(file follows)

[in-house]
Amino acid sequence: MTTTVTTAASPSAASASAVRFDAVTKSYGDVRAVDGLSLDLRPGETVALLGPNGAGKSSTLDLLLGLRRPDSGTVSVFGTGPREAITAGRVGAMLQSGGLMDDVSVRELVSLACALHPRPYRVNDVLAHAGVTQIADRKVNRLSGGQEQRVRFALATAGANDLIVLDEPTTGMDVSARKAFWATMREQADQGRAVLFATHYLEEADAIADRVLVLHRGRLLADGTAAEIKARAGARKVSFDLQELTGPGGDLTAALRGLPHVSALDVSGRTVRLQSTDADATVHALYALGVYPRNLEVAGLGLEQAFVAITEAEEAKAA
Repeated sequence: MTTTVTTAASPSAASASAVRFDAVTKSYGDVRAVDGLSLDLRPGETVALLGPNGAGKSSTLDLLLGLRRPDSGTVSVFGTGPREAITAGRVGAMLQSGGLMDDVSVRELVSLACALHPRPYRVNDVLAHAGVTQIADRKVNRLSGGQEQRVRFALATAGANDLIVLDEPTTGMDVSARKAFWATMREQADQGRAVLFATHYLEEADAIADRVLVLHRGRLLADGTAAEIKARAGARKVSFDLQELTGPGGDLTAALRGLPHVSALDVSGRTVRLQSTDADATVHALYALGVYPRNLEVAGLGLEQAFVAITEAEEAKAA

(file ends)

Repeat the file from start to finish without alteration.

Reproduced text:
[in-house]
Amino acid sequence: MTTTVTTAASPSAASASAVRFDAVTKSYGDVRAVDGLSLDLRPGETVALLGPNGAGKSSTLDLLLGLRRPDSGTVSVFGTGPREAITAGRVGAMLQSGGLMDDVSVRELVSLACALHPRPYRVNDVLAHAGVTQIADRKVNRLSGGQEQRVRFALATAGANDLIVLDEPTTGMDVSARKAFWATMREQADQGRAVLFATHYLEEADAIADRVLVLHRGRLLADGTAAEIKARAGARKVSFDLQELTGPGGDLTAALRGLPHVSALDVSGRTVRLQSTDADATVHALYALGVYPRNLEVAGLGLEQAFVAITEAEEAKAA
Repeated sequence: MTTTVTTAASPSAASASAVRFDAVTKSYGDVRAVDGLSLDLRPGETVALLGPNGAGKSSTLDLLLGLRRPDSGTVSVFGTGPREAITAGRVGAMLQSGGLMDDVSVRELVSLACALHPRPYRVNDVLAHAGVTQIADRKVNRLSGGQEQRVRFALATAGANDLIVLDEPTTGMDVSARKAFWATMREQADQGRAVLFATHYLEEADAIADRVLVLHRGRLLADGTAAEIKARAGARKVSFDLQELTGPGGDLTAALRGLPHVSALDVSGRTVRLQSTDADATVHALYALGVYPRNLEVAGLGLEQAFVAITEAEEAKAA